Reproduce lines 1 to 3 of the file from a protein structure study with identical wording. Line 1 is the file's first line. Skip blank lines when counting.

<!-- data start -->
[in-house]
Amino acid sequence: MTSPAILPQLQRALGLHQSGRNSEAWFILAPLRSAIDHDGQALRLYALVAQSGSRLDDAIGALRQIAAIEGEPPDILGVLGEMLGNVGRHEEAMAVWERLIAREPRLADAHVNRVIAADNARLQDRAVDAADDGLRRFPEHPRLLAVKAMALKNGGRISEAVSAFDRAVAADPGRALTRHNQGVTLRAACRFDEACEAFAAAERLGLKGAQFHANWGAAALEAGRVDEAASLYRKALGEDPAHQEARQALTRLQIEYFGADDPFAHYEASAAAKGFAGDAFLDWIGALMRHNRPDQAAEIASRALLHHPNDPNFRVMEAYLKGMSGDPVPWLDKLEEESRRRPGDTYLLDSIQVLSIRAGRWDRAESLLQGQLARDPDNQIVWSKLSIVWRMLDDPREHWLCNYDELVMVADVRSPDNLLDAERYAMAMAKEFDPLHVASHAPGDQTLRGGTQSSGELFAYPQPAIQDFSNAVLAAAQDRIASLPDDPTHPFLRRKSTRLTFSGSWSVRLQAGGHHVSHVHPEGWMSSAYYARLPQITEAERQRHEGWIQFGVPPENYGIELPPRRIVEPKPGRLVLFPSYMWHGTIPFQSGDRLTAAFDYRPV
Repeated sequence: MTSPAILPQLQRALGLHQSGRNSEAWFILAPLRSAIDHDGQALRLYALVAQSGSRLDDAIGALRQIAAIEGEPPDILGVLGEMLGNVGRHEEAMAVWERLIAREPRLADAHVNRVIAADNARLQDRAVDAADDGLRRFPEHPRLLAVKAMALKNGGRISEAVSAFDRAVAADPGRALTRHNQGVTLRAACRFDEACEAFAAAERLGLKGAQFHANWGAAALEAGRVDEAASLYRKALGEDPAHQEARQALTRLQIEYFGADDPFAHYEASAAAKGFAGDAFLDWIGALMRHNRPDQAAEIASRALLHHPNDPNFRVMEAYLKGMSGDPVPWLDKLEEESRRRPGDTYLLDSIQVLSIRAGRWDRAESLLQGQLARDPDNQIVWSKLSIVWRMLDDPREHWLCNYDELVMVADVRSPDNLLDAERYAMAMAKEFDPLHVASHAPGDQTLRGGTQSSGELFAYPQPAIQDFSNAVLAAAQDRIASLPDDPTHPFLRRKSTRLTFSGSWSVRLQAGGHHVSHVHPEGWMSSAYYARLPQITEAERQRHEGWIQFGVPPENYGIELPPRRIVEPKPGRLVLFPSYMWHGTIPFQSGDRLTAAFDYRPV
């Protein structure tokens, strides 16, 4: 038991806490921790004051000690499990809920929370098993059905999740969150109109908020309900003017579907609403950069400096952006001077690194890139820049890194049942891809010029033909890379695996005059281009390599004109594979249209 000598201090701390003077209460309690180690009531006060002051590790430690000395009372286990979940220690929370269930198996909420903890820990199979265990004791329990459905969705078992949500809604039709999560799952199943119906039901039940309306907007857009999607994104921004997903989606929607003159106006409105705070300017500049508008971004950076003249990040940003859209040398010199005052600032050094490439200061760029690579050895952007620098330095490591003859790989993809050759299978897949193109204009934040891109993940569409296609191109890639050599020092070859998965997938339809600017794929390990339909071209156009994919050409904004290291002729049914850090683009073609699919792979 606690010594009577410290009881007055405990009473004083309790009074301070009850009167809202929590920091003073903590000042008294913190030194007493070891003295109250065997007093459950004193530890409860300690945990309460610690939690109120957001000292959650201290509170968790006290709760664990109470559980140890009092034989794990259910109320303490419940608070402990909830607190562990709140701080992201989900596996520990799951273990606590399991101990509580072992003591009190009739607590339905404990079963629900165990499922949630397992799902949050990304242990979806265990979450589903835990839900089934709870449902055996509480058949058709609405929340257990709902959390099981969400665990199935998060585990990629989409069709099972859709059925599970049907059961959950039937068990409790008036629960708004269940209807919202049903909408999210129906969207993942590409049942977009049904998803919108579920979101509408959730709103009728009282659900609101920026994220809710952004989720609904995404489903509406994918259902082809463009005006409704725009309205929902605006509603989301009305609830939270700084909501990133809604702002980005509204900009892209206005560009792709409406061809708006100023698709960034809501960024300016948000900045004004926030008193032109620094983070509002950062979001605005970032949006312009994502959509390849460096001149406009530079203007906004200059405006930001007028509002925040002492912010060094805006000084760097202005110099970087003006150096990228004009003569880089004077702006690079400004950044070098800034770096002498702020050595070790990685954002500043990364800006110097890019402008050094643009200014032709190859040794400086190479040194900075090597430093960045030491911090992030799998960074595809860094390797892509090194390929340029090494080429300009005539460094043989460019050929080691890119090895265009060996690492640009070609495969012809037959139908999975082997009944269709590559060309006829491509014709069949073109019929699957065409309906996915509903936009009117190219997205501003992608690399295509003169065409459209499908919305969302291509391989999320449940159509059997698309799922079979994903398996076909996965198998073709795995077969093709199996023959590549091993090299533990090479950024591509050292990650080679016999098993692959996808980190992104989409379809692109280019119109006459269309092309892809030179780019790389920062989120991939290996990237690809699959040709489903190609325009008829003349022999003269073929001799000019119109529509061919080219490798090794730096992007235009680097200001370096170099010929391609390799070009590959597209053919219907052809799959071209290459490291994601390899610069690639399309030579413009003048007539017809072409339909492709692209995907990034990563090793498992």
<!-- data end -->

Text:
[in-house]
Amino acid sequence: MTSPAILPQLQRALGLHQSGRNSEAWFILAPLRSAIDHDGQALRLYALVAQSGSRLDDAIGALRQIAAIEGEPPDILGVLGEMLGNVGRHEEAMAVWERLIAREPRLADAHVNRVIAADNARLQDRAVDAADDGLRRFPEHPRLLAVKAMALKNGGRISEAVSAFDRAVAADPGRALTRHNQGVTLRAACRFDEACEAFAAAERLGLKGAQFHANWGAAALEAGRVDEAASLYRKALGEDPAHQEARQALTRLQIEYFGADDPFAHYEASAAAKGFAGDAFLDWIGALMRHNRPDQAAEIASRALLHHPNDPNFRVMEAYLKGMSGDPVPWLDKLEEESRRRPGDTYLLDSIQVLSIRAGRWDRAESLLQGQLARDPDNQIVWSKLSIVWRMLDDPREHWLCNYDELVMVADVRSPDNLLDAERYAMAMAKEFDPLHVASHAPGDQTLRGGTQSSGELFAYPQPAIQDFSNAVLAAAQDRIASLPDDPTHPFLRRKSTRLTFSGSWSVRLQAGGHHVSHVHPEGWMSSAYYARLPQITEAERQRHEGWIQFGVPPENYGIELPPRRIVEPKPGRLVLFPSYMWHGTIPFQSGDRLTAAFDYRPV
Repeated sequence: MTSPAILPQLQRALGLHQSGRNSEAWFILAPLRSAIDHDGQALRLYALVAQSGSRLDDAIGALRQIAAIEGEPPDILGVLGEMLGNVGRHEEAMAVWERLIAREPRLADAHVNRVIAADNARLQDRAVDAADDGLRRFPEHPRLLAVKAMALKNGGRISEAVSAFDRAVAADPGRALTRHNQGVTLRAACRFDEACEAFAAAERLGLKGAQFHANWGAAALEAGRVDEAASLYRKALGEDPAHQEARQALTRLQIEYFGADDPFAHYEASAAAKGFAGDAFLDWIGALMRHNRPDQAAEIASRALLHHPNDPNFRVMEAYLKGMSGDPVPWLDKLEEESRRRPGDTYLLDSIQVLSIRAGRWDRAESLLQGQLARDPDNQIVWSKLSIVWRMLDDPREHWLCNYDELVMVADVRSPDNLLDAERYAMAMAKEFDPLHVASHAPGDQTLRGGTQSSGELFAYPQPAIQDFSNAVLAAAQDRIASLPDDPTHPFLRRKSTRLTFSGSWSVRLQAGGHHVSHVHPEGWMSSAYYARLPQITEAERQRHEGWIQFGVPPENYGIELPPRRIVEPKPGRLVLFPSYMWHGTIPFQSGDRLTAAFDYRPV